“Bestseller” is a show that is genuinely entertaining, but for all the wrong reasons. In this 8-episode series, the story makes very little progress in the first two episodes, which are more about what we can expect from the characters.
What To Expect From The Cast & The Characters?
We see Tahir Wazir, played by Arjun Bajwa, who wrote a best-selling novel a decade ago, struggling with ideas for a new novel. And yes, he doesn’t respect the work of his “successful wife,” Mayanka Kapoor, played by Gauhar Khan. For once, when such an equation between spouses is represented again on-screen, we would like to see a husband who is at least okay with his wife’s success, if not happy for her, because the narrative of the disgruntled and insecure husband is getting tiresome when played with so little nuance.
The other most important character is that of Meetu Mathur, played by Shruti Hassan. She is a fan of Tahir Wazir and has come to Mumbai to meet him. She is someone with a difficult and traumatic past, but has been portrayed as extremely naive and wide-eyed. And the other character is that of an intern in Mayanka’s office, Parth Acharya, played by Satyajeet Dubey, who is supposedly so brilliant at his work that he is given a permanent job within the first few days of his internship. If only it were that easy. But Parth seems to have ulterior motives and is shown as an orchestrator of some of the events that take place during the “Bestseller” series. Often, when shows portray a character like Parth, it is important to maintain the ratio of mystery to clarity. The audience must at least have enough to be able to make theories, even though they could be wrong. We get none of that with Parth until quite late in the series, by which time there is a certain level of frustration regarding his character.
What Is ‘Bestseller’ Like?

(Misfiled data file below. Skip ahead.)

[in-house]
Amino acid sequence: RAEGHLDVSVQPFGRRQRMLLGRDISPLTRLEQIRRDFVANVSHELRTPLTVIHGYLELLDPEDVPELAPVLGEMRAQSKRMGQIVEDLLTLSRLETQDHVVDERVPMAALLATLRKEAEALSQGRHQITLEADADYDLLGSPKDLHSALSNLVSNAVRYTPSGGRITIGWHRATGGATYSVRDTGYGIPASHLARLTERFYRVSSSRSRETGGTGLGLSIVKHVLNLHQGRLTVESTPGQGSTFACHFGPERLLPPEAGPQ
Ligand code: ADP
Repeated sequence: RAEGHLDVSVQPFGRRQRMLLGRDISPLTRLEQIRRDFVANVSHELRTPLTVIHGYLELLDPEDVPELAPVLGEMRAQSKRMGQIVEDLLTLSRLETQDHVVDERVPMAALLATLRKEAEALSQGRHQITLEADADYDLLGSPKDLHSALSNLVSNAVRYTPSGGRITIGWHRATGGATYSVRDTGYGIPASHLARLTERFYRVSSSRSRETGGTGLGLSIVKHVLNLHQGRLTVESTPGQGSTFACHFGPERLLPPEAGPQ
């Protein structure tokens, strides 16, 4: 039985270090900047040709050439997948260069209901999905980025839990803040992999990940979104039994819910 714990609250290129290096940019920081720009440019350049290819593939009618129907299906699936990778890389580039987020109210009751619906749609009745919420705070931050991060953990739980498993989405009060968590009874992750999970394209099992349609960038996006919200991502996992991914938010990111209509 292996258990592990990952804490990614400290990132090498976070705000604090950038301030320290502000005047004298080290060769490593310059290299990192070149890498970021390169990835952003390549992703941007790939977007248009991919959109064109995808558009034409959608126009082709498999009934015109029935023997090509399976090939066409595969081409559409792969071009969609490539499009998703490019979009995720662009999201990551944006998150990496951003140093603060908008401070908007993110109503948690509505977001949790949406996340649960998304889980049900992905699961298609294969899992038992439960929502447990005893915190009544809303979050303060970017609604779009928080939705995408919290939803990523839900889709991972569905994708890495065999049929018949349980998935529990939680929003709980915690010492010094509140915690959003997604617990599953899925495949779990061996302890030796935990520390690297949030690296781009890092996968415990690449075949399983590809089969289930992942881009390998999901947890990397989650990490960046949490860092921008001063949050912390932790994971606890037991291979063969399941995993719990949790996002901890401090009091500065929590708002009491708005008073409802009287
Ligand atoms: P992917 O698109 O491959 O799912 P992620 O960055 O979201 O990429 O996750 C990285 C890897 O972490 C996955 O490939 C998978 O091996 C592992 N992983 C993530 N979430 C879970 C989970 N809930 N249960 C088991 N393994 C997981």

Talking about the characters and the actors, you find it hard to like anybody other than Gauhar Khan or Mithun Chakraborty, who is introduced in the third episode as Lokesh Pramanik, the cop. The entire cast is given unbelievably bad dialogues, and it gets worse when you realize that it is a show about writers. Shruti Hassan talks in a certain way during her scenes, and her dialect changes when she starts narrating the story. While that is understandable to an extent, it should have been better introduced or explained.
The series is based on the book “Bestseller She Wrote” by Ravi Subramaniam. We can’t claim to have read the book or know how faithful the show is to it, so our judgment of the series is devoid of any comparison to its source material. So, we are referring to the writers of the show when we say that they have created a fantasy of the publishing business, whether it be in terms of how much money writers make or even how much they work. And they have interwoven this fantasy with a “thriller” sprinkled liberally with some very bad dialogues.
“Bestseller” is well within the category of content that is so bad that it is good. Trust us when we say that we binge-watched it. But the bits that made us laugh were clearly not intended to, and the parts that were supposed to make us feel uncomfortable or on edge just did not seem to have that effect. And we cannot get over the snobbery of one very presumptuous dialogue that goes along the lines of: “today’s generation haven’t read a book and aren’t aware of any literary writers.” This show is a case of writers doing their own community a disservice. I think we are past the point where we need the dialogues to have “hidden meanings” or “be deep” just to move the scene. It is something that worked when content was new and fresh, not now when there is such a saturation of it, and this is literally what everybody is doing. But we have to mention that this is probably why we like Gauhar Khan and Mithun Chakraborty in this show—because they were the only ones able to make them sound remotely convincing. But the notes of the manic pixie dream girl that Shruti Hassan’s character had made us facepalm. She deserved better.
For all the criticism we have for the “Bestseller” show, we will agree that there was an element of surprise in its ending. But again, it needed better writing and a much better build-up. It is always sad to see wasted potential. But yes, if there is a “Bestseller” season 2, we will watch it, not because we want to see a progression of the story, but because, again, of its “bad enough to be good” nature. We would recommend the show for some good, light Sunday binging, not for the purposes of being “thrilled” or having seen exceptional content. And maybe watch it alone, because it’s difficult not to make fun of it if you have company.
“Bestseller” is a 2022 Indian Drama Thriller series directed by Mukul Abhyankar. Season 1 is streaming on Amazon Prime Video.